Compact parking, convoy parking or truck parking garages – What helps against missing truck parking spaces?

Trucks parked in a rest area on a motorway
Calls for help are now coming in a weekly rhythm across all media in Germany: there are far too few parking spaces for trucks. According to a new study by the Federal Highway Research Institute (BASt), there is a lack of at least 23,300 regular truck parking spaces on and along German motorways. The motorway service areas have been crammed full for years. Truck drivers often spend hours looking for a reasonable parking space without success. But which concepts could really provide relief on the motorways?

In order to make better use of the available space, the European Union (EU) is currently funding a pilot project for telematically controlled “compact parking”. The car park at the Jura West motorway service station (A3 near Velburg, towards Passau) has been converted for this purpose.  width=Instead of 66 before, there are now 105 truck parking spaces on the same area. With compact parking, truck drivers choose a suitable parking space independently based on the remaining length available and the departure times offered by dynamic displays. The control of compact parking is therefore not based on the chronological sorting of vehicles (e.g. by actively assigning parking spaces or knowing the desired departure time of all trucks as in convoy parking), but dynamic displays with chronologically ascending departure times are controlled. The control of compact parking offers departure times which, if the truck drivers take them into account, result in the trucks being parked in chronological order. This prevents mutual blockades when driving on after the rest period. This means that the first row is occupied by those who leave at 5 a.m., for example, and then come vehicles that want to leave the rest area at 7 a.m., for example.

Column parking – proven system with parking rows

Column parking has been available since 2005 at the Montabaur rest stop on the A3 (northbound) and since 2009 at the Lohfeldener Rüssel car park (Kassel). Here, the trucks pass through a barrier and the drivers are then assigned a free parking space. In contrast to compact parking, the drivers here cannot decide for themselves when they want to leave again. If the row is full for a certain time, the next row is added, the length of the truck and the departure time is recorded by the electronic parking attendant and then the parking space is assigned. The calculated row is indicated by traffic lights. The remaining available length of the parking row is then measured by laser and reported to the system for the following trucks. Drivers who have driven into the wrong row are recognised as parking offenders. The system then calculates their misbehaviour when distributing further parking spaces. The trucks are lined up one behind the other like on a string of pearls and can leave on time one after the other – provided that no driver oversleeps and no truck breaks down.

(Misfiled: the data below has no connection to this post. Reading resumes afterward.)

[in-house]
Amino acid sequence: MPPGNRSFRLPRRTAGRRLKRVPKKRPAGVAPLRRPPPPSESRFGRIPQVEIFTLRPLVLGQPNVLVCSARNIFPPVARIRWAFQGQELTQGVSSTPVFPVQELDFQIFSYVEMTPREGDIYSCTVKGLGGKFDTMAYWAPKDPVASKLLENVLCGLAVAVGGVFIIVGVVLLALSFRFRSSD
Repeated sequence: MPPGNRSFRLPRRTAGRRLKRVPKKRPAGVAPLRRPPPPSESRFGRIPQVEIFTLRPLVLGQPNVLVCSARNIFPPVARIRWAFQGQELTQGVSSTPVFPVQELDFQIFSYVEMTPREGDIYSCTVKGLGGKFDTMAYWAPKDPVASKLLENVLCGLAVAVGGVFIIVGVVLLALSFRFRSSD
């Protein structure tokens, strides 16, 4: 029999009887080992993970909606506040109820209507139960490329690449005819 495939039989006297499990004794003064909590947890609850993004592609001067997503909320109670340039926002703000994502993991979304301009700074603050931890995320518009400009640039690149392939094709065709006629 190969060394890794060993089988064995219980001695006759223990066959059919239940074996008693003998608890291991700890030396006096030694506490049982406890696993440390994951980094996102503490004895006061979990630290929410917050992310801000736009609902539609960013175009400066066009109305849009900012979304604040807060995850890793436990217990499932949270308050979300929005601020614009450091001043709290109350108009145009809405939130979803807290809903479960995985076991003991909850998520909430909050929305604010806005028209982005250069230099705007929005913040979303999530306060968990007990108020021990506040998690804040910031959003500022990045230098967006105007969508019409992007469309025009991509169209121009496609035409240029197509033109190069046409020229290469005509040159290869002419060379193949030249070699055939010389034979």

Truck Tower – new concept without practical use

Another idea was presented in 2019 at the NUFAM commercial vehicle fair in Karlsruhe. The “Truck Tower” is a parking garage for trucks that is to be built on top of the existing parking areas. This should enable 87 trucks to be parked on an area for 30 trucks in the future. However, the system has not yet been implemented. But it could actually be worth a try.

No matter what ideas are tested. What is important is that solutions are found. After all, the annoying parking space is bad for truck drivers, too: In a study conducted by the automotive supplier ZF Friedrichshafen a few years ago, 40 percent of the truck drivers surveyed cited the parking space situation as a high stress factor in their everyday working lives. Especially since severe penalties are threatened if truck drivers do not observe their rest periods – even if it is because they cannot find a parking space.


Daniel Mahnken
Daniel Mahnken is a Senior Corporate Communications Manager at Saloodo!. As a qualified journalist, writing is practically in his blood. After studying sports journalism, he wanted to become Germany’s Next Sports Commentator, but then he discovered logistics and has been stuck with it ever since.

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